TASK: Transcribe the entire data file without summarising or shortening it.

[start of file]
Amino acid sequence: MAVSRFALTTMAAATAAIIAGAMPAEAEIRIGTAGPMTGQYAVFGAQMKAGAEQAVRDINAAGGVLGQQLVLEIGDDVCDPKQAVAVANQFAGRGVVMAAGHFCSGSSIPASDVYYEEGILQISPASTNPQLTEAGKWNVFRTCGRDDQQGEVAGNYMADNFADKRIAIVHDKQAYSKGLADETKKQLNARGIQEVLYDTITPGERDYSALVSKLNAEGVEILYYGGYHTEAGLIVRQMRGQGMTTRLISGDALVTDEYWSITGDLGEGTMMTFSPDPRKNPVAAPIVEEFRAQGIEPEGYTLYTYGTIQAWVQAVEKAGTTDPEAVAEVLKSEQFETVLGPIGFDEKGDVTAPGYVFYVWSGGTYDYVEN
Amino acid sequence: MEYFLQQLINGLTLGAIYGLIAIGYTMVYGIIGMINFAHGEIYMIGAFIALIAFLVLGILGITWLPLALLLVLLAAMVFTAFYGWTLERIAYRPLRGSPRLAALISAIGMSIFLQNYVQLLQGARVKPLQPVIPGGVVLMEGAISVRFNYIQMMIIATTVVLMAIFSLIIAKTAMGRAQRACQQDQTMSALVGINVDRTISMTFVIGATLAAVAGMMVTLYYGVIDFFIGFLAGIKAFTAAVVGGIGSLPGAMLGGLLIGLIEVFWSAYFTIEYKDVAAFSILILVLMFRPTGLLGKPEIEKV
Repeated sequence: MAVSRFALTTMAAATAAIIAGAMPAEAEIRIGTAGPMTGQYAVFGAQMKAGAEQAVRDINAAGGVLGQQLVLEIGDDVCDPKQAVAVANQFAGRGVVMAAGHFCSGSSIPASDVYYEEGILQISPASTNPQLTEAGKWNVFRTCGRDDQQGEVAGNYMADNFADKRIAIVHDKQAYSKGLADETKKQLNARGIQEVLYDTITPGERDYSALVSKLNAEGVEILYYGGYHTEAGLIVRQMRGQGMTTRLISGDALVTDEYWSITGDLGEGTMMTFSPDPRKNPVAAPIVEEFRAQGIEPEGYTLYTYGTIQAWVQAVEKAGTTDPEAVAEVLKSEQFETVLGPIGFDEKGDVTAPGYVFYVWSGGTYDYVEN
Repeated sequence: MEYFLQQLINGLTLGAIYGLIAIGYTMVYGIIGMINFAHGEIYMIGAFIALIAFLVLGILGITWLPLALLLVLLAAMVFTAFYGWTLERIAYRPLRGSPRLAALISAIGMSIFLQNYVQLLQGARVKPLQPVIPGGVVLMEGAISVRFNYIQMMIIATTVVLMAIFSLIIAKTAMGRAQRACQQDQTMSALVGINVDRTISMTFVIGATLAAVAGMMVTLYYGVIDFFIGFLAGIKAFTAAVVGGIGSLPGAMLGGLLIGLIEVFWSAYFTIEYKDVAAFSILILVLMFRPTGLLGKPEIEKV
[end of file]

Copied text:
Amino acid sequence: MAVSRFALTTMAAATAAIIAGAMPAEAEIRIGTAGPMTGQYAVFGAQMKAGAEQAVRDINAAGGVLGQQLVLEIGDDVCDPKQAVAVANQFAGRGVVMAAGHFCSGSSIPASDVYYEEGILQISPASTNPQLTEAGKWNVFRTCGRDDQQGEVAGNYMADNFADKRIAIVHDKQAYSKGLADETKKQLNARGIQEVLYDTITPGERDYSALVSKLNAEGVEILYYGGYHTEAGLIVRQMRGQGMTTRLISGDALVTDEYWSITGDLGEGTMMTFSPDPRKNPVAAPIVEEFRAQGIEPEGYTLYTYGTIQAWVQAVEKAGTTDPEAVAEVLKSEQFETVLGPIGFDEKGDVTAPGYVFYVWSGGTYDYVEN
Amino acid sequence: MEYFLQQLINGLTLGAIYGLIAIGYTMVYGIIGMINFAHGEIYMIGAFIALIAFLVLGILGITWLPLALLLVLLAAMVFTAFYGWTLERIAYRPLRGSPRLAALISAIGMSIFLQNYVQLLQGARVKPLQPVIPGGVVLMEGAISVRFNYIQMMIIATTVVLMAIFSLIIAKTAMGRAQRACQQDQTMSALVGINVDRTISMTFVIGATLAAVAGMMVTLYYGVIDFFIGFLAGIKAFTAAVVGGIGSLPGAMLGGLLIGLIEVFWSAYFTIEYKDVAAFSILILVLMFRPTGLLGKPEIEKV
Repeated sequence: MAVSRFALTTMAAATAAIIAGAMPAEAEIRIGTAGPMTGQYAVFGAQMKAGAEQAVRDINAAGGVLGQQLVLEIGDDVCDPKQAVAVANQFAGRGVVMAAGHFCSGSSIPASDVYYEEGILQISPASTNPQLTEAGKWNVFRTCGRDDQQGEVAGNYMADNFADKRIAIVHDKQAYSKGLADETKKQLNARGIQEVLYDTITPGERDYSALVSKLNAEGVEILYYGGYHTEAGLIVRQMRGQGMTTRLISGDALVTDEYWSITGDLGEGTMMTFSPDPRKNPVAAPIVEEFRAQGIEPEGYTLYTYGTIQAWVQAVEKAGTTDPEAVAEVLKSEQFETVLGPIGFDEKGDVTAPGYVFYVWSGGTYDYVEN
Repeated sequence: MEYFLQQLINGLTLGAIYGLIAIGYTMVYGIIGMINFAHGEIYMIGAFIALIAFLVLGILGITWLPLALLLVLLAAMVFTAFYGWTLERIAYRPLRGSPRLAALISAIGMSIFLQNYVQLLQGARVKPLQPVIPGGVVLMEGAISVRFNYIQMMIIATTVVLMAIFSLIIAKTAMGRAQRACQQDQTMSALVGINVDRTISMTFVIGATLAAVAGMMVTLYYGVIDFFIGFLAGIKAFTAAVVGGIGSLPGAMLGGLLIGLIEVFWSAYFTIEYKDVAAFSILILVLMFRPTGLLGKPEIEKV